Psychotherapy, despite being a new science in the West, has been an essential part of several Eastern doctrines for centuries. The Taoists have always recognized that the individual must be integrated. Conflicting forces must be guided towards balance and harmony. In other words, it must be centered. For the Taoists, aiming at spiritual development without the concomitant focus on the individual would be like building the tires of a car and forgetting the frame.
When Fritz Perls and others developed Gestalt Therapy, they granted a form of therapy that split the directives and the proximity of Taoism.
The gears of the Gestalt skillfully fit into the philosophical system of Taoism, and the two form an effective work of combination. Gestalt Taoism has an excellent path not only in focusing but also in the spiritual growth.
- 1 What is Taoism?
- 2 Common Land
- 3 Taoist Gestalt
What is Taoism?
Taoism, with roots that go from the beginning of Chinese culture, is based on Tao, the first cause and the fundamental essence of everything. The Tao is invisible even though it is manifest in the world; without form, permeates all forms. It is like a great cosmic river that flows through the Yin and Yang, the positive and the negative, the feminine and the masculine. She is the mother of all things.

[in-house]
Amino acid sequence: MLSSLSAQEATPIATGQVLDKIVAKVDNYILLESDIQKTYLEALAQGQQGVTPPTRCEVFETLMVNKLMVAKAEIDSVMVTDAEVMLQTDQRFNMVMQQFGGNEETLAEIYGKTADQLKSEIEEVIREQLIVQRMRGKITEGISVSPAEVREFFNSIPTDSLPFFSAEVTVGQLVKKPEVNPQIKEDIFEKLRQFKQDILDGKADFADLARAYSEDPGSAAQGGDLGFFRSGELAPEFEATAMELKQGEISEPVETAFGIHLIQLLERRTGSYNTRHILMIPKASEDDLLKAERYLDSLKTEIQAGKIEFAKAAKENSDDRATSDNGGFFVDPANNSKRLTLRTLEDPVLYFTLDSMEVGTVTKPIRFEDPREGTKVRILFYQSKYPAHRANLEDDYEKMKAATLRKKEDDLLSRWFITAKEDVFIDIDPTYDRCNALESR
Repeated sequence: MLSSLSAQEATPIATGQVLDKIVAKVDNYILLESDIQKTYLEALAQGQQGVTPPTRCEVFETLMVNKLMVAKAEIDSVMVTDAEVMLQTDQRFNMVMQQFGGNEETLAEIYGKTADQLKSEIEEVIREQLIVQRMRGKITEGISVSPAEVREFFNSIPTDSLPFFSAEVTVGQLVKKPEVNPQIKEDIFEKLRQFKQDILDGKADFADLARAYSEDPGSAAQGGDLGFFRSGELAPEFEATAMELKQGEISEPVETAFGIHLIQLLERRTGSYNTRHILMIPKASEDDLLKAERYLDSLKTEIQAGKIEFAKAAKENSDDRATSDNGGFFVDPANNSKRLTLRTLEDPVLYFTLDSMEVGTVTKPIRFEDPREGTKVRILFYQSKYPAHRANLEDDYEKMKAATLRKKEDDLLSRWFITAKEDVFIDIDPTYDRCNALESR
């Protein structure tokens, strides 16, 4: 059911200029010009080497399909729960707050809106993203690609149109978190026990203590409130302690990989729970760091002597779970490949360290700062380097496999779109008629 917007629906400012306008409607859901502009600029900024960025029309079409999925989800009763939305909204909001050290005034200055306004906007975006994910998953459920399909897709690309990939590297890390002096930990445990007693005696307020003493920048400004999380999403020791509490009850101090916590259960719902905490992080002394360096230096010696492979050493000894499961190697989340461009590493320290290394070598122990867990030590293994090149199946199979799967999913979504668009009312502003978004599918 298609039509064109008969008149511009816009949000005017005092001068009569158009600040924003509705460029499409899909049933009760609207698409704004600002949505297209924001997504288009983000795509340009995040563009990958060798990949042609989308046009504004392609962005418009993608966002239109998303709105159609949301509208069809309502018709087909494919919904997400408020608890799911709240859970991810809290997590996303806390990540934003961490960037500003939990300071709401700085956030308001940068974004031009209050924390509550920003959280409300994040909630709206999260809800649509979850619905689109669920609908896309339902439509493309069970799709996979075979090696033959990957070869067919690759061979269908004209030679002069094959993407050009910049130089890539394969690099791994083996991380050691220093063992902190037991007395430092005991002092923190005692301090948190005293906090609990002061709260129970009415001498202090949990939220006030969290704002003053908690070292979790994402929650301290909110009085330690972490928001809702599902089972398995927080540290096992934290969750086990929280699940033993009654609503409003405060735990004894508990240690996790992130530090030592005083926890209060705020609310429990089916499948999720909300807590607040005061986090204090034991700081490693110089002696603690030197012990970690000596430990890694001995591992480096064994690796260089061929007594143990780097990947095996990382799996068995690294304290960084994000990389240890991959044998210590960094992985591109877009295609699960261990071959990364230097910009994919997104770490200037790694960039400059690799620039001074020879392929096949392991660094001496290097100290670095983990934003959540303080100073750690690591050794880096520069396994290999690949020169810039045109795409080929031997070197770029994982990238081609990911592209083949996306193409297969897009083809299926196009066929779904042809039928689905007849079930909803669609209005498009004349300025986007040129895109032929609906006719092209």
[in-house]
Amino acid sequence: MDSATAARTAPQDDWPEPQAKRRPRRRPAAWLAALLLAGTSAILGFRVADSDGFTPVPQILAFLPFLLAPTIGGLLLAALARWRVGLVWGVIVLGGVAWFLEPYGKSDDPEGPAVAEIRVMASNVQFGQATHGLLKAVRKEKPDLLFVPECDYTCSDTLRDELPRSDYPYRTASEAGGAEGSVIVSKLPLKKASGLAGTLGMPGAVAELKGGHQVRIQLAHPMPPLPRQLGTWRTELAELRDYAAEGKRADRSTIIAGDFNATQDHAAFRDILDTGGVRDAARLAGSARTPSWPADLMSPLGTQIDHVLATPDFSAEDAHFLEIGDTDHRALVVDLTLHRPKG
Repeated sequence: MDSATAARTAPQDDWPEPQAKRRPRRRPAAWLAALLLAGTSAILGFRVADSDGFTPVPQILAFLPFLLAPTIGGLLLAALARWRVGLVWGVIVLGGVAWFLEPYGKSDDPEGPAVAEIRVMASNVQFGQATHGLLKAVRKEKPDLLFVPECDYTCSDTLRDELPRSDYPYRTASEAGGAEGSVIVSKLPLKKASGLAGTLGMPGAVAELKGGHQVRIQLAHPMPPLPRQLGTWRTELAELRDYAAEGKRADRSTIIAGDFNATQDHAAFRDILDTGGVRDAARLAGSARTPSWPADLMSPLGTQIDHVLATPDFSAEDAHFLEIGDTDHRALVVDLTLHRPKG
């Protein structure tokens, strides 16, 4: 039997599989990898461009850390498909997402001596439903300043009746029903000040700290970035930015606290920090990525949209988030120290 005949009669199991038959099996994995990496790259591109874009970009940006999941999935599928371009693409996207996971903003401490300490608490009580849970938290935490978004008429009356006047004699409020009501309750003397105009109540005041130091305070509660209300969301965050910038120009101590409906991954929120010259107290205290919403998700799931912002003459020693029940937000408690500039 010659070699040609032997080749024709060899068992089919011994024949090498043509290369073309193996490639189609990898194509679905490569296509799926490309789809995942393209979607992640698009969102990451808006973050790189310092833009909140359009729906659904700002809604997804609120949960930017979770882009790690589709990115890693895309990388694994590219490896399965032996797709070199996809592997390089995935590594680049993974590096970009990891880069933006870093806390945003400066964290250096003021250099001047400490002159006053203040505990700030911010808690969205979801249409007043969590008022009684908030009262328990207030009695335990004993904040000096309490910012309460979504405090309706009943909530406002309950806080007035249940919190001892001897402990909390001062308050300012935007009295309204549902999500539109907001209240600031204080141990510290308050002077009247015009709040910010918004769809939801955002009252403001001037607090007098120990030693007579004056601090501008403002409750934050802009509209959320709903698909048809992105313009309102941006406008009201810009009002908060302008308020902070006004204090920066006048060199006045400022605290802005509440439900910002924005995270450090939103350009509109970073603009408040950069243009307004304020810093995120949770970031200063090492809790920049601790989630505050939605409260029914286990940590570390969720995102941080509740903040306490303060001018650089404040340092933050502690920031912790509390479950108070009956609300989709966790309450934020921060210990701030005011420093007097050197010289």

With this construct, the Taoist, Lao-tse and Chuang-Tsu authors describe the perfect man as the wise (or holy) who learns to flow with the Tao. He is an ego free and is one with the world. With his total peace and harmony he does not push, but he lets the cosmic wave carry him. He is like a man who travels downstream by raft. He makes no effort, yet he travels far. The wise Taoist practices effort without force, and carrying out with non-action. As the man who does a hobby and then grows up to be a full-time job, he makes his taste and receives payment for it.
To be centered
The wise have no desires or a demanding ego. Things become simple for him. Being carefree and satisfied, he does not suffer losses by being focused and aware, he is in the now.
"The Saint knows without traveling,
understand without looking,
performs without acting. "
(Lao-Tse, Trad. Susana Cano, Cap. 47)
The Taoist sage has been called "Water Cloud People" because it floats like a cloud and flows like water. Chuang-Tsu said about them,
"The true man of the old dream without dreaming or waking up without anxiety. His food was simple, and his deep breathing. Carefree he was. Without care he came. That was all. He did not forget his beginning and did not seek his end. He accepted what was given him with delight, and when he left, he did not worry. "
The wise teach by example. His gift to the world is the Tao, and the peace he provides for being in it. Chuang-Tsu and Lao-Tse gave several instructions of a lifestyle, and both recognized the fundamental change as the internal and an event of consciousness. Although the Taoist can act paradoxically, he still has the flow. Whether a king, a hermit, or a cook, he works in perfect rhythm and harmony.
Taoism and Gestalt have much in common. Both point to the balance of forces between individuation, zero point or center. Both recognize that with this focus there is an improved perspective and increased awareness. Both believe in the desire of the organism, as opposed to rational intelligence. Both believe in being in the "Here and Now".